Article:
This very fine novel was first published in 1989. Writing some twenty years later about this book, the author states that this story was her 'fictional response to the climate of selfishness and material greed that began to prevail in our society during the Thatcher years, from which we have never recovered and for which we are now beginning to pay a terrifying price'. Four years on from making this statement of course, society is no better off.  Which ensures that a story such as as this has as much relevance now as it did 25 years ago, and 325 years before that when it is set in the equally greedy time of the reign of Charles II.

When the story begins, in 1664, Robert Merivel is a 37 year old physician. Since he was a child he has been fascinated by how the body works, over the years developing his knowledge and an enormous respect for the human condition. The restoration of a king to the throne of England in 1661 awakens a frenzy of celebration and hedonism in the population at large which Robert is desperate to become a part of. Fortunately for Robert, his father is a glove maker to the King, which does improve his chances of getting close to the King. In a peculiar piece of good luck he cures one of the royal spaniels and finds himself firmly in place at the royal court. But he is really no more than a plaything of the King, a pawn to be used as the King sees fit, and in the process Robert loses some of himself. He finds himself married to one of the King's mistresses, ostensibly to keep another mistress happy. As a reward for this service he is knighted, given lands and a house miles away in Norfolk and forbidden from falling in love with his wife. Naturally he does fall in love, and in a single kingly stroke, all his good fortune is taken away from him.

What follows is Robert's rediscovery of himself and his own personal restoration to the man that was always there, but had been temporarily waylaid by the madness and greed around him. Destitute and homeless, he makes his way to where John Pearce, his oldest friend, a Quaker who had been a fellow medical student with him, now lives - an establishment that cares for mentally disturbed people. All the way through the novel John Pearce acts a bit like Jiminy Cricket in Pinocchio - that little conscience just sitting out of sight on Robert's shoulder. Robert always knows that John's way is the right way; he just has some trouble getting on the right path!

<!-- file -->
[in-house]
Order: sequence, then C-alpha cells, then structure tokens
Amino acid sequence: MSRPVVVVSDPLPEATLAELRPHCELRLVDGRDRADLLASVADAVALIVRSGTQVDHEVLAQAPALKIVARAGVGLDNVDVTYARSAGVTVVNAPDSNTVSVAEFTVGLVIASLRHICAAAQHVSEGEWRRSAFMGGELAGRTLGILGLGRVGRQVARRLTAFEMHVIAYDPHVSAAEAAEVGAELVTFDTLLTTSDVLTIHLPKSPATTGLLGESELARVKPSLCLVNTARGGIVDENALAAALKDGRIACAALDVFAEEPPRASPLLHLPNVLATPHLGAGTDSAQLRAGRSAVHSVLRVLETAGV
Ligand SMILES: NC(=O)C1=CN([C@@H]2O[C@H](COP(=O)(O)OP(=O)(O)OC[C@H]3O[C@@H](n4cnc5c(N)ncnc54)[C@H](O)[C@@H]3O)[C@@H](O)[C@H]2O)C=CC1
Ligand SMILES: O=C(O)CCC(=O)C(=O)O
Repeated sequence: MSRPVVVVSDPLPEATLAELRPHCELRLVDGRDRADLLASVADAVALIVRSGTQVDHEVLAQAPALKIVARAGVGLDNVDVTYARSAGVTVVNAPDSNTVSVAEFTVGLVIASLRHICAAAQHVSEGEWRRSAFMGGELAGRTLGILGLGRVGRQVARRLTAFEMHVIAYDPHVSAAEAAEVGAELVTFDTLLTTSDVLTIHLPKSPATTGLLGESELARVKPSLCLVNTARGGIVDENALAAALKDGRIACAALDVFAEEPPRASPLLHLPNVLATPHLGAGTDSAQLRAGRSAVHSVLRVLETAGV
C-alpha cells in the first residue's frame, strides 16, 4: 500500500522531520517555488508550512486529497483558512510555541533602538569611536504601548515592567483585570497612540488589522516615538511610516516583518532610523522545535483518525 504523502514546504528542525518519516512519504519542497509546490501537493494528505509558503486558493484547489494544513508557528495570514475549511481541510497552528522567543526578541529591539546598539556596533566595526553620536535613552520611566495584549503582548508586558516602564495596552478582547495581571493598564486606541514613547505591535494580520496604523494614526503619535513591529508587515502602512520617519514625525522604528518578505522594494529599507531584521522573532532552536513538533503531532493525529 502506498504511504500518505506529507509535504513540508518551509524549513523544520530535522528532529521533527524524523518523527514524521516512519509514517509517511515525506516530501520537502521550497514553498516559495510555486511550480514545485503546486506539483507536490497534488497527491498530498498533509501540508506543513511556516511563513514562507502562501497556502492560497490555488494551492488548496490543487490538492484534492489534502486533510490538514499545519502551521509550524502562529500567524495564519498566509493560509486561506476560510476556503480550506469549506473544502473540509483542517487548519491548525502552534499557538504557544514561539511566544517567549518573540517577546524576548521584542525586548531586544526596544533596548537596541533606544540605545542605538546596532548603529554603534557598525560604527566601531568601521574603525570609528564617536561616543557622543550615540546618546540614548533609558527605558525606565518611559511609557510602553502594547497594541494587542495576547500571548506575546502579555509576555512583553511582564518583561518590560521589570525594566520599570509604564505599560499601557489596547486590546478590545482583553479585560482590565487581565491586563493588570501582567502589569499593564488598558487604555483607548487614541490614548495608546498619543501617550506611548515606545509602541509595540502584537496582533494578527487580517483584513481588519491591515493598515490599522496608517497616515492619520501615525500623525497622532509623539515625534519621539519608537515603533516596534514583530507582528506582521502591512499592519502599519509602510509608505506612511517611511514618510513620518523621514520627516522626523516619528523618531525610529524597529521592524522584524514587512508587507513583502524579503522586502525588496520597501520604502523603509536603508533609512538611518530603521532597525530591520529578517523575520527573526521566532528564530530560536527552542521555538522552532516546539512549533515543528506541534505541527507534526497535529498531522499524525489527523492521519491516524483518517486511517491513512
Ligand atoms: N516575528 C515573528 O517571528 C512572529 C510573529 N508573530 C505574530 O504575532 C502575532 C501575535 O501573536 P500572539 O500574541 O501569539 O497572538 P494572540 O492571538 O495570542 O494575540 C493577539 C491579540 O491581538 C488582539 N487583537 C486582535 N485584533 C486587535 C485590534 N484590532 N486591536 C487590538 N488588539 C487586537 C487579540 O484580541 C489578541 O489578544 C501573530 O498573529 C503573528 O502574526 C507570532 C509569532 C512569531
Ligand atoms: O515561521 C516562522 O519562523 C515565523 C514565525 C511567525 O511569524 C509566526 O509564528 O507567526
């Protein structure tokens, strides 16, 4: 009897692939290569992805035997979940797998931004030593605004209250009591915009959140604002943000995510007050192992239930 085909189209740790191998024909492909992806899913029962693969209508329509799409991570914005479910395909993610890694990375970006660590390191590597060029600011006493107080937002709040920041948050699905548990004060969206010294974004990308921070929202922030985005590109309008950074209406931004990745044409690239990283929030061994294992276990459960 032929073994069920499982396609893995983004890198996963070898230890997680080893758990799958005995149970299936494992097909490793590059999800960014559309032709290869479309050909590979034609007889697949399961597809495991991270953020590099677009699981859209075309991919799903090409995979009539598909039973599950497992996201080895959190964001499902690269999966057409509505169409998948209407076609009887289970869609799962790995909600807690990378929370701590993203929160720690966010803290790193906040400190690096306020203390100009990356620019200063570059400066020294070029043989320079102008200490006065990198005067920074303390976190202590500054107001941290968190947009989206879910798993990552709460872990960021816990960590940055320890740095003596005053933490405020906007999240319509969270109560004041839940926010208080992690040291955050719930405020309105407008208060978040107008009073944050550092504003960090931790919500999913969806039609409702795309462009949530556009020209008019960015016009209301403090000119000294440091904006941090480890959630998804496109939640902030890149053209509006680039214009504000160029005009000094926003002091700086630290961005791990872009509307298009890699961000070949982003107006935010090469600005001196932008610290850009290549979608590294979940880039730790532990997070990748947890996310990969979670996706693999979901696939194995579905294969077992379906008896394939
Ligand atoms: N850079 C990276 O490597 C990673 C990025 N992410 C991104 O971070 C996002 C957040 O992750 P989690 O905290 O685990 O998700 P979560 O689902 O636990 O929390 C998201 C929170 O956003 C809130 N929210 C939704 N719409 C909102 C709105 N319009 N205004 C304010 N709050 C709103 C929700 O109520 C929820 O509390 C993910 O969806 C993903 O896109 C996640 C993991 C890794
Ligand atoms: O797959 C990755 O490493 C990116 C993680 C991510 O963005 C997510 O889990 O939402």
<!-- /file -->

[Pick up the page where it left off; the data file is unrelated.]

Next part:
The journey of restoring body and soul is long and fraught with the crazy house not being the end of the road for Robert by any means. But slowly and surely,  Robert Merivel, Physician and Surgeon, finds happiness and peace and his own self. Robert is a fully rounded character, with his fair share of human failings and strengths. He encourages us all to look into ourselves and find the goodness within, as well as the moral courage to make a stand.

This is a long book, not a light summer read, but one to be savoured and lingered over. The research into 17th century life, in the country, the hideous cities, the court life, treatment of the sick, the Plague, the Great Fire of London, dress, diet, transport, is outstanding. As is the writing. The author is a very classy writer, and I am very much looking forward to reading the  recently published sequel called simply 'Merivel'.

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